I know there's generally not a ton to do on a good signal but rather than just being 'good enough' I'm hoping to get to the closest possible a pro engineer would deliver with what I have - that might be as simple as plugin order and general levels or simply seeing how much is a standard hi-pass etc. As I record, narrate and engineer, it sometimes feels like I'm too close to the picture and generally listening in the same environment so some input would be good, esp an informed ear on the mics I'm using.
Old 30th May 2020
  #5
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Sanchez's Avatar
Quote:
Originally Posted by bgood View Post
Just straight VO?

Is there something in your deliverables that you’re getting bad notes on??
Yep for the most part straight VO, although there are times I help people with VO demos and add background musc/fx etc

I generally go and VO at studios but I do record me or others here and while I'm not getting bad notes I'd like to up my game if there's headroom to do so.
Old 30th May 2020
  #6
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As a frequent recipient of home studio recorded VO's, I always want them as raw as possible. I even ask some of the more pro talent who have a front end chain that includes processing to bypass it. Every final VO needs some sort of processing before it hits air, at the very least some compression and EQ. But every mix has different requirements for the voice to sit properly, some requiring mild enhancement and gentle level riding, and some needing more, as Mundox spelled out. For a screaming ad with pumping music and massive sfx, the VO track may be mangled to within an inch of its life. And that's okay.

For that reason, I like my VO's raw so I'm not fighting with baked in processing. But for your own productions, just start adding plugins that you have and tweak away until you like what you hear. Everybody has their preferred method, but it's common to find an EQ at the top of the chain, with, if nothing else, a hi-pass filter on it, followed by a compressor, sometimes followed by another EQ to put some sheen back in that the compression may have dulled, with a de-esser at the end of the chain.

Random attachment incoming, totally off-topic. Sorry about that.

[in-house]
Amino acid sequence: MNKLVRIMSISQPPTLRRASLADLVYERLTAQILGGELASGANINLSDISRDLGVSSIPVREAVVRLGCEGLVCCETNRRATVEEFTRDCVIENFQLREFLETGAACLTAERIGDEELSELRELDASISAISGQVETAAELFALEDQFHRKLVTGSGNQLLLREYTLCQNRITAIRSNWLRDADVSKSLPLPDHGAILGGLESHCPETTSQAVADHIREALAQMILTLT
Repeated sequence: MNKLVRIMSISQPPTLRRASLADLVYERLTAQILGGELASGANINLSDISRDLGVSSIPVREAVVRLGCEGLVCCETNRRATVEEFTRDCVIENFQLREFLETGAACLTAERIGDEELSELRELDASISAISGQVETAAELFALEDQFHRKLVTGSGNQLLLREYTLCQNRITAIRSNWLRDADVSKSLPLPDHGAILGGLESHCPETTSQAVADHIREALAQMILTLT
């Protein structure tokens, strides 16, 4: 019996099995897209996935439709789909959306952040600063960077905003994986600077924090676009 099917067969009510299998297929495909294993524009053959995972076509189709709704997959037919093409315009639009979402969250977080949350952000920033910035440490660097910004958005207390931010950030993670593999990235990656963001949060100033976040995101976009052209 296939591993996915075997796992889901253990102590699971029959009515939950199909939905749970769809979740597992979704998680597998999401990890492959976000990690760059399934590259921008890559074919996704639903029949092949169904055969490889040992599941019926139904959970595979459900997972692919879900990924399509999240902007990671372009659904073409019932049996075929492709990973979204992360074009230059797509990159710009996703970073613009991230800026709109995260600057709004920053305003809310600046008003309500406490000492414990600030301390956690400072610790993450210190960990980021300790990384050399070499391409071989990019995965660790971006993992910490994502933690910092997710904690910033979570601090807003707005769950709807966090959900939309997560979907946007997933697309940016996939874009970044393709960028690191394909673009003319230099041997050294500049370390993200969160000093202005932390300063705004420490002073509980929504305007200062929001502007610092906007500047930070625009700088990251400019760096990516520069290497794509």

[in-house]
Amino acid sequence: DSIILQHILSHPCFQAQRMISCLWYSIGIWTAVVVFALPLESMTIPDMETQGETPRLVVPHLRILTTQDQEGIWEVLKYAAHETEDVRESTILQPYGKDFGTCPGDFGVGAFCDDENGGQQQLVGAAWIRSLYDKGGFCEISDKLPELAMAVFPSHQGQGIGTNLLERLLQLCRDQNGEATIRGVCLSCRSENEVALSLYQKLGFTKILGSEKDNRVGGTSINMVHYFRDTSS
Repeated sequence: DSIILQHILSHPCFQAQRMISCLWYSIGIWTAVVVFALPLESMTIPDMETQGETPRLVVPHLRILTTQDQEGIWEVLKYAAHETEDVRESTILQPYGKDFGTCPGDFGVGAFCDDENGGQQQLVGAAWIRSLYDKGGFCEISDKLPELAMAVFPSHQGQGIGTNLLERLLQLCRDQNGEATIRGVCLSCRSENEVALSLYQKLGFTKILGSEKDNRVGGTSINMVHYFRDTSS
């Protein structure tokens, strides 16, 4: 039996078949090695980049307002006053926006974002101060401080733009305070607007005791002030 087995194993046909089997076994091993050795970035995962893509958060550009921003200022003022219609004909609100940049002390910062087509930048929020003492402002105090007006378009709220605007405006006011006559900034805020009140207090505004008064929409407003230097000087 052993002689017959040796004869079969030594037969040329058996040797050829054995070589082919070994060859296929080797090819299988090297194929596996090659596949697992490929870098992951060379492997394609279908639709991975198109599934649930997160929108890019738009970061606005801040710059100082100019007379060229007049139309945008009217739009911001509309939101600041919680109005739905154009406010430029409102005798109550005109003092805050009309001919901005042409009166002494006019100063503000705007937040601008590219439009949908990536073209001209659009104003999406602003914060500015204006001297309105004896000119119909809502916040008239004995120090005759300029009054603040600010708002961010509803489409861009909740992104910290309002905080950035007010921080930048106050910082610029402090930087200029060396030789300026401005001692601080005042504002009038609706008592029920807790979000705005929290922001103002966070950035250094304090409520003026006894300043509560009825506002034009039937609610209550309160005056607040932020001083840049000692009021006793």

Of course there's no shortage of tutorial material around if you want to get really serious with this stuff.
Old 30th May 2020
  #7
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bgood's Avatar
I’m with Sean

In that game, it’s usually just about cobbling together a nice foundational chain:

Decent room
Good mic
Good clean pre
Good clean converter

That’s if you’re just sending out dry VO

Now, depending on what sort of program you’re working on (narration, radio/tv spots, porn overdubs, etc) all manner of FX stuff may or may not go down later down the pike.

Are you looking to experiment with expanding your skill craft with the FX/polish end of things? That’s so program dependent, of course
Old 31st May 2020
  #8
Gear Head
 

Can you post an example? Yeah your room, performance and how close you are to the mic will tell more.
Old 31st May 2020
  #9
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Mundox's Avatar
Quote:
Originally Posted by Sanchez View Post
Already the distortion, pitch widening and low freq synth are news to me so....
Harmonic distortion (like saturation) tends to increase the perceived loudness of the signal. And pitch widening (I just came up with that term, not sure if it has a common name) is an old school method of widening the vox. Old signal processing boxes had these delay presets you could tweak to achieve something like +8 cents shift on the Left channel and -8 cents on the Right, each with a small delay amount of say 10-30ms.